Who says what?

Novelist, mother, minister, and yoga teacher muses on books, babies, motherhood, and what matters with reverent humor.

Saturday, December 8, 2012


What can a feminist mother look like?

c. Sam Wilde/ Chrystina Nursing

The other week when three mother-friends of mine came over for a play group for our four year old daughters, we had a provocative, compelling and rich conversation about what it means to be a feminist mother. Next time you're with some mothers, ask to take one of their pictures for the I Am A Feminist Mother Photo Contest and Virtual Exhibit and see what happens!

I wanted to capture how my friend Chrystina as I see her. She is a mother who radiates kindness, who continually sows good deeds in to the lives of all those around her. She's a woman who brought gifts for others at her baby shower. Everything she cooks is bliss. Her house is a place you never want to leave. The way she infuses care, love, patience, and attention into her home and her children, is an art.

When I asked her about posing for the picture, she wasn't sure about the term "feminist mother" and connected feminism first with anger. This opened a door for a meaningful conversation about what it means to value the rights of women and the equality of the sexes. That day my friends recommended a new term for "feminist mother" (as well as for feminist, but this new word is specifically for the concept of the mother a feminist). I coined the term Mamanist (so it's MY word!). Here's a word to capture the fundamental dedication to enriching, supporting and valuing the lives of women who are mothers, acts that will improve the lives of all people necessarily.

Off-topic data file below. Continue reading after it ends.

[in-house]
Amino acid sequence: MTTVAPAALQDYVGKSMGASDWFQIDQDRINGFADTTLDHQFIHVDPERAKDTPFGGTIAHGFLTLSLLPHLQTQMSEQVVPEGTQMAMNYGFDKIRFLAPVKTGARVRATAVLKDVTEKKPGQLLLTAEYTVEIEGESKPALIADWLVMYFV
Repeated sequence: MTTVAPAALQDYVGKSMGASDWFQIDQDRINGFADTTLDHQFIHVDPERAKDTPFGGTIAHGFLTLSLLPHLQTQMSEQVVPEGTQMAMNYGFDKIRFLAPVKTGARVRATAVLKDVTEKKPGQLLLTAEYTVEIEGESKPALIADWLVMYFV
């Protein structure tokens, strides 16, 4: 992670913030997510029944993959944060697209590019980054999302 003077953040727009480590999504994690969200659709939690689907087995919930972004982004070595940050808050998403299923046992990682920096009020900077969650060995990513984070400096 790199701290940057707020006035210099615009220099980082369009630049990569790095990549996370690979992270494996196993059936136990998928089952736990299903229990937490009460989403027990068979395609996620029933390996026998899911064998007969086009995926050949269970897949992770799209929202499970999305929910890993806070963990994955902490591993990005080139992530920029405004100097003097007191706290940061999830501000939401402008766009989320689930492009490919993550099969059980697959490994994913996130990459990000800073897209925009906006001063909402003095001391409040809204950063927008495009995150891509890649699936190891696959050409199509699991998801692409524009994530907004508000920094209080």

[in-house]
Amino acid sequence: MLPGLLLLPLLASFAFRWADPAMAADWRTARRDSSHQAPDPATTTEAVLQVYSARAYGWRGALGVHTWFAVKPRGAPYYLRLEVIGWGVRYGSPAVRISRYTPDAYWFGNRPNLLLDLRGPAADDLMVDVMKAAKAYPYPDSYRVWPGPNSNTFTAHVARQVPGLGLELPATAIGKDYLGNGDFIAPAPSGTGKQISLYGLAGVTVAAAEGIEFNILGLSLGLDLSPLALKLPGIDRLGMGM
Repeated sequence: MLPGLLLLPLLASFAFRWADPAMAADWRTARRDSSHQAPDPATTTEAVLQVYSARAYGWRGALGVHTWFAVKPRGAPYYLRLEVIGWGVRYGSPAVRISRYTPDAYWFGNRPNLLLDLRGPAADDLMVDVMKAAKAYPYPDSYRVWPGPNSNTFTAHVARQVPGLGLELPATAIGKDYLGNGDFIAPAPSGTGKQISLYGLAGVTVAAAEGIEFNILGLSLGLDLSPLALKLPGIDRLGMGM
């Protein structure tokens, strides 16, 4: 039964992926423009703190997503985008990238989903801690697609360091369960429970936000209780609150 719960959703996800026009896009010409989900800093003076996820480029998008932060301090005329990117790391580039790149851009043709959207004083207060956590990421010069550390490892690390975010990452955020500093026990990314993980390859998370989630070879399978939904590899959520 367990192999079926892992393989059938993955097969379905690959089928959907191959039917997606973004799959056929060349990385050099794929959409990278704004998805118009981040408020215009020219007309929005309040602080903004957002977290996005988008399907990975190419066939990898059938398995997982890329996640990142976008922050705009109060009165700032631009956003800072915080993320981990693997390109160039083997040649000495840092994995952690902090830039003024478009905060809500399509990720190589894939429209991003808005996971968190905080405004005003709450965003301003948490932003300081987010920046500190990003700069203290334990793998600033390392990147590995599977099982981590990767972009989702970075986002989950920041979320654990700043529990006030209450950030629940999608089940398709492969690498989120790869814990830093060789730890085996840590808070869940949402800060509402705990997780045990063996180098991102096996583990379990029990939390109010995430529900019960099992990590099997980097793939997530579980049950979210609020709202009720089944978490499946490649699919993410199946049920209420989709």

And where's YOUR picture? 


  1. I guess I'm more of a feminist than a mamanist, since I believe that we should support all women, even those who aren't or never will be mothers.

  2. Yes, agreed. I think the idea behind the new word was that mothers could use it to support feminist values without having the baggage that comes with the "feminist" and that it would specifically organize around "feminist mother." But, of course, lots of women don't want to or don't have children. I like the idea of "radical choice," supporting women in whatever way they want to integrate motherhood (no children, mother of ideas, adoptive mother, auntie instead, birth mother, mother of one, two or many, etc.).
    I bet YOU could come up with a better word!